Trichotillomania is a type of patchy hair loss which results from the compulsive pulling out or scratching of hair shafts. The cause of this compulsive behavior is not completely understood. Trichotillomania is not an uncommon condition and it can be seen in both sexes as well as different ethnic backgrounds. Its lifetime incidence is about 0.6% and may be as high as 1.5% in men or 3.4% in women.
People with trichotillomania may initially be seen by a dermatologists or hair transplant surgeons without its sufferer being aware of their pulling hair habits. Trichotillomania generally shows its first signs before the age of seventeen. Circular balding patches are the initial signs that are typically seen almost anywhere that hair grows. The balding patches are uneven and incomplete, unlike other patchy baldness conditions such as Alopecia Areata in which hair loss is almost complete in the balding patch.
Trichotillomania: Microscopic evaluation of lesions. Left: Hair shafts in different length and growth phases. Right: Hair loss and scalp skin inflammation due to scratching the skin by patient. (Parsa Mohebi, MD)
Microscopic examination of the balding patchs show broken hair and fine hair in different stages of growth. Balding patchs of trichotillomania can most-likely be found on the scalp, eyebrows and eyelashes, but almost any area of skin has the possiblity of being involved.
Denying hair pulling is very common and in most patients, the doctor or one of the family members notices their habits first. Other self injury behaviors may be accompanied in patients with trichotillomania. These self inflicting habits should be addressed by a psychiatrist for the best possible outcomes.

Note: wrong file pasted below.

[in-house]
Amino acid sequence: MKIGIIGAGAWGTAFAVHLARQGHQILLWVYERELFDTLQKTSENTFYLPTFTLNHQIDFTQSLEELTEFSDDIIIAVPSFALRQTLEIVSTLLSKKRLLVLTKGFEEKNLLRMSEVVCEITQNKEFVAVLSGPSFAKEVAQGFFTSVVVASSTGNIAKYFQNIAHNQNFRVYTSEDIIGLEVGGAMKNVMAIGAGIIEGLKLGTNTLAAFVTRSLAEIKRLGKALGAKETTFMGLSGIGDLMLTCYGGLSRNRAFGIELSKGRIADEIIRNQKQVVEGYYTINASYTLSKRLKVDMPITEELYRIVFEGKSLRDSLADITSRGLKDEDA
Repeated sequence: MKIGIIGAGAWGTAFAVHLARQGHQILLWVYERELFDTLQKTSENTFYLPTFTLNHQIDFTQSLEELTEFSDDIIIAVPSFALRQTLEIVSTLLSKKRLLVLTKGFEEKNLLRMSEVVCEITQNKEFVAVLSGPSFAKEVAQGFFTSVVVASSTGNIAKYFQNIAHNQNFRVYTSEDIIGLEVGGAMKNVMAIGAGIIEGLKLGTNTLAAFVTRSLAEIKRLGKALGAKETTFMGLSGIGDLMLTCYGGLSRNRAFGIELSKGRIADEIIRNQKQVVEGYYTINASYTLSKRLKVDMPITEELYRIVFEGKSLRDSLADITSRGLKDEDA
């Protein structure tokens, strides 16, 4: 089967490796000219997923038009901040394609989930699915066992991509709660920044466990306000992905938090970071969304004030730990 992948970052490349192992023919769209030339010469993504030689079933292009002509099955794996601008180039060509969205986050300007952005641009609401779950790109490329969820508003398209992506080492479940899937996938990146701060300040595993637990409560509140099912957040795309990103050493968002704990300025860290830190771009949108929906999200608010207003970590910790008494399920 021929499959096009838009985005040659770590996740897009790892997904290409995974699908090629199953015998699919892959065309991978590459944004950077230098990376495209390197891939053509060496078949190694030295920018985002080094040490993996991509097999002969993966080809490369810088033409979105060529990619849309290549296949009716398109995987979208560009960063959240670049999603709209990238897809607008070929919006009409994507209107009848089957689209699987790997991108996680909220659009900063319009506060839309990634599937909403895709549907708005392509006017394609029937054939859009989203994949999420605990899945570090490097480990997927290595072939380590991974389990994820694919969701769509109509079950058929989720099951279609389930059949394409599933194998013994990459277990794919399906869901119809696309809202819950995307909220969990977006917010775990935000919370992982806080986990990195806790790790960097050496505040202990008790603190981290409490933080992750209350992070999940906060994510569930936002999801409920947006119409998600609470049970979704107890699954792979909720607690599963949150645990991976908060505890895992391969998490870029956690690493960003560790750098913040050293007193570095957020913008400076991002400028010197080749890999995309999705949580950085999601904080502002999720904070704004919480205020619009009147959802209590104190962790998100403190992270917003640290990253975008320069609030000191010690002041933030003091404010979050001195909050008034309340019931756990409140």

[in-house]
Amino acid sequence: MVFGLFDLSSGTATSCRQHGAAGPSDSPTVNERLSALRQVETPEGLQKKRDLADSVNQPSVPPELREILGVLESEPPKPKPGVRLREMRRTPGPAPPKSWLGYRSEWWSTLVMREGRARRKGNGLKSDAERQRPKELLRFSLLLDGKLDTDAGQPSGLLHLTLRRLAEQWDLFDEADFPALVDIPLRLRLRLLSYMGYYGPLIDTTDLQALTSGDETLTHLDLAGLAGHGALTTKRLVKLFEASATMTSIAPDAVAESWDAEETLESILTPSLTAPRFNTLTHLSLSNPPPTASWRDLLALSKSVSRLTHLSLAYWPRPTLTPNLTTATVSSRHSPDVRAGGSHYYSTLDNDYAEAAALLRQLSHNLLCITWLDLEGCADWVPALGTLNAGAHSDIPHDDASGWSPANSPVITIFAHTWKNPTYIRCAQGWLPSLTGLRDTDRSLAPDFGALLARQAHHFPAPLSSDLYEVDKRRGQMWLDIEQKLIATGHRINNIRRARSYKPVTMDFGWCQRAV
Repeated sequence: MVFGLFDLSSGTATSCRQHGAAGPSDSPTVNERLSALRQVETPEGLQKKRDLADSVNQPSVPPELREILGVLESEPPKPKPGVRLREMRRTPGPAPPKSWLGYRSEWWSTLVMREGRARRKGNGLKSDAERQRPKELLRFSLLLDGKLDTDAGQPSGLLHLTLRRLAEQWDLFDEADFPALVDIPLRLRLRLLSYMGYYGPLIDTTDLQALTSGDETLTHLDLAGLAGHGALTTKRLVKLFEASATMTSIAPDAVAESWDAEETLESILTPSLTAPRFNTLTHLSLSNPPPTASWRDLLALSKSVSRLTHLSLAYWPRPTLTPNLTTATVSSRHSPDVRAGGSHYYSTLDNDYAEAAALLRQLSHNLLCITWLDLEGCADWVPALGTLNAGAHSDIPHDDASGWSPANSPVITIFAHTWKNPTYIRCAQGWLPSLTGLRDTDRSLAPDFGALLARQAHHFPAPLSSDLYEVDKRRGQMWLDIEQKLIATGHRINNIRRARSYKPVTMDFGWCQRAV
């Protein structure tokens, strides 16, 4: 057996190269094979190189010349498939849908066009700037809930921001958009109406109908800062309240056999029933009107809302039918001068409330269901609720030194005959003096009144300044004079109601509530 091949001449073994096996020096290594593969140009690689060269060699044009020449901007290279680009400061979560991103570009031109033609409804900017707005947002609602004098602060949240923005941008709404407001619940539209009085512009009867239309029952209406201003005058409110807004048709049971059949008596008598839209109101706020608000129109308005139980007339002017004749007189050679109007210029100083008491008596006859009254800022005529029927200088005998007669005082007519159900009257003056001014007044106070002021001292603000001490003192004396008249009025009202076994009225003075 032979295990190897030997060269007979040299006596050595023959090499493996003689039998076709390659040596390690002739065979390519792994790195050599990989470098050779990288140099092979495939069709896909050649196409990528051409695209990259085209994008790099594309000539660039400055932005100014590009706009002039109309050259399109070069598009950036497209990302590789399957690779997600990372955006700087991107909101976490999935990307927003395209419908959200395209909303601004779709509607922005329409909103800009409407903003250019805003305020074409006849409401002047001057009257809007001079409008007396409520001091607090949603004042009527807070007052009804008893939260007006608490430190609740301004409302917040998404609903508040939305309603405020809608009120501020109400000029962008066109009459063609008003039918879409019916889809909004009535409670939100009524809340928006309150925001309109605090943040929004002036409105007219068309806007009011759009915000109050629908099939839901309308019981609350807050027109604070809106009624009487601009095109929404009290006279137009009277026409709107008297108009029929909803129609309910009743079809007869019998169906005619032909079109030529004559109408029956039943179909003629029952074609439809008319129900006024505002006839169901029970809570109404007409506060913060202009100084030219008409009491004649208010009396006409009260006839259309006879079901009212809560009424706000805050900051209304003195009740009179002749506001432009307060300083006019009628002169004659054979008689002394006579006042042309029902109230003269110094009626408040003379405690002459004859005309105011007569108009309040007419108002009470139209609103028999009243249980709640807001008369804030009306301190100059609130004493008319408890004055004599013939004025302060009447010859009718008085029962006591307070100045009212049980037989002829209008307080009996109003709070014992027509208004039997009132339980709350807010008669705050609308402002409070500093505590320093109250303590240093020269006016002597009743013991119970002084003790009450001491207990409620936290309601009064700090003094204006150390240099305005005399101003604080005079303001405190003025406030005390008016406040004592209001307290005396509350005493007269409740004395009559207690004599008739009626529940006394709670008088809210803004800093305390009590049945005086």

Diagnosis of trichotillomania is clinical and and more often than not, no labwork is required to confirm its diagnosis. Occasionally a skin biopsy may be necessary to rule out other causes of patchy hair loss, such as alopecia areata, cicatricial alopecia or fungal infections.
Most patients suffering from trichotillomania need behavioral therapy, but some may require medications such as selective serotonin reuptake inhibitors (SSRIs) to assist in breaking the habit. Medical or behavioral treatments for stress reduction is also recommended for many patients. Hair transplants are not recommended for patients suffering from trichotillomania due to the high likelihood of its sufferes pulling out the newly transplanted hair just as they had initially with their natural hair. In most patients, trichotillomania hair loss can be reversible as long as the compulsive disorder is sucessfully treated. A hair transplant can be used to restore balding or thinning patches that never completely recovered, but a hair transplant for trichotillomania is only recommended after months or years following the complete resolution of its sufferer’s compulsive hair pulling episodes.